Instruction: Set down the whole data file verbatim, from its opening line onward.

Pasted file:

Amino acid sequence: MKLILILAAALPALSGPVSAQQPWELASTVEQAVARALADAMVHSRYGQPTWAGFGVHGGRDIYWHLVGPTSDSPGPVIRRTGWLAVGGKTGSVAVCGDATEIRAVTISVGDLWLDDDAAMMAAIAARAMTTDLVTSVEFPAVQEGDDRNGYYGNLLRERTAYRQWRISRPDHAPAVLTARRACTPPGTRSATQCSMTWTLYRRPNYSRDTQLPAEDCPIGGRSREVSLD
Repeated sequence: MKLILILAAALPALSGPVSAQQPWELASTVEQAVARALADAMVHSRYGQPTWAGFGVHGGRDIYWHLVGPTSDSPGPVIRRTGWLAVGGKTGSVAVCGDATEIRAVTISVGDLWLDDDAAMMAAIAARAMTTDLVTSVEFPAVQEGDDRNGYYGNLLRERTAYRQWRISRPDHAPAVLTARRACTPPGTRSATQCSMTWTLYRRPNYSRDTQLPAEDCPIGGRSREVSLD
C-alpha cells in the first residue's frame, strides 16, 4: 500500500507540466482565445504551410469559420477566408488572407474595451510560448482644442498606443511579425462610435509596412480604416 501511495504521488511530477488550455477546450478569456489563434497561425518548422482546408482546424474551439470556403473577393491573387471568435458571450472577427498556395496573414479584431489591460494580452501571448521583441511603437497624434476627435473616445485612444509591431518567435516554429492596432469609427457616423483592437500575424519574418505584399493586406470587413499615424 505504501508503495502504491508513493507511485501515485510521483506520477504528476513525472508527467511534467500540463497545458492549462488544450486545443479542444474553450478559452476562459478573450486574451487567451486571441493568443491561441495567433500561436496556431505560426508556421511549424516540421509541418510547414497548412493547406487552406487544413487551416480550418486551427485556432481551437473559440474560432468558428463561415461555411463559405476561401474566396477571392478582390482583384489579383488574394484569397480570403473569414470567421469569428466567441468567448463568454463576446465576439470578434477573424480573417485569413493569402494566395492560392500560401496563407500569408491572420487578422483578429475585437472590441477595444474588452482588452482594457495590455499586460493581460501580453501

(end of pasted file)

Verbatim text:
Amino acid sequence: MKLILILAAALPALSGPVSAQQPWELASTVEQAVARALADAMVHSRYGQPTWAGFGVHGGRDIYWHLVGPTSDSPGPVIRRTGWLAVGGKTGSVAVCGDATEIRAVTISVGDLWLDDDAAMMAAIAARAMTTDLVTSVEFPAVQEGDDRNGYYGNLLRERTAYRQWRISRPDHAPAVLTARRACTPPGTRSATQCSMTWTLYRRPNYSRDTQLPAEDCPIGGRSREVSLD
Repeated sequence: MKLILILAAALPALSGPVSAQQPWELASTVEQAVARALADAMVHSRYGQPTWAGFGVHGGRDIYWHLVGPTSDSPGPVIRRTGWLAVGGKTGSVAVCGDATEIRAVTISVGDLWLDDDAAMMAAIAARAMTTDLVTSVEFPAVQEGDDRNGYYGNLLRERTAYRQWRISRPDHAPAVLTARRACTPPGTRSATQCSMTWTLYRRPNYSRDTQLPAEDCPIGGRSREVSLD
C-alpha cells in the first residue's frame, strides 16, 4: 500500500507540466482565445504551410469559420477566408488572407474595451510560448482644442498606443511579425462610435509596412480604416 501511495504521488511530477488550455477546450478569456489563434497561425518548422482546408482546424474551439470556403473577393491573387471568435458571450472577427498556395496573414479584431489591460494580452501571448521583441511603437497624434476627435473616445485612444509591431518567435516554429492596432469609427457616423483592437500575424519574418505584399493586406470587413499615424 505504501508503495502504491508513493507511485501515485510521483506520477504528476513525472508527467511534467500540463497545458492549462488544450486545443479542444474553450478559452476562459478573450486574451487567451486571441493568443491561441495567433500561436496556431505560426508556421511549424516540421509541418510547414497548412493547406487552406487544413487551416480550418486551427485556432481551437473559440474560432468558428463561415461555411463559405476561401474566396477571392478582390482583384489579383488574394484569397480570403473569414470567421469569428466567441468567448463568454463576446465576439470578434477573424480573417485569413493569402494566395492560392500560401496563407500569408491572420487578422483578429475585437472590441477595444474588452482588452482594457495590455499586460493581460501580453501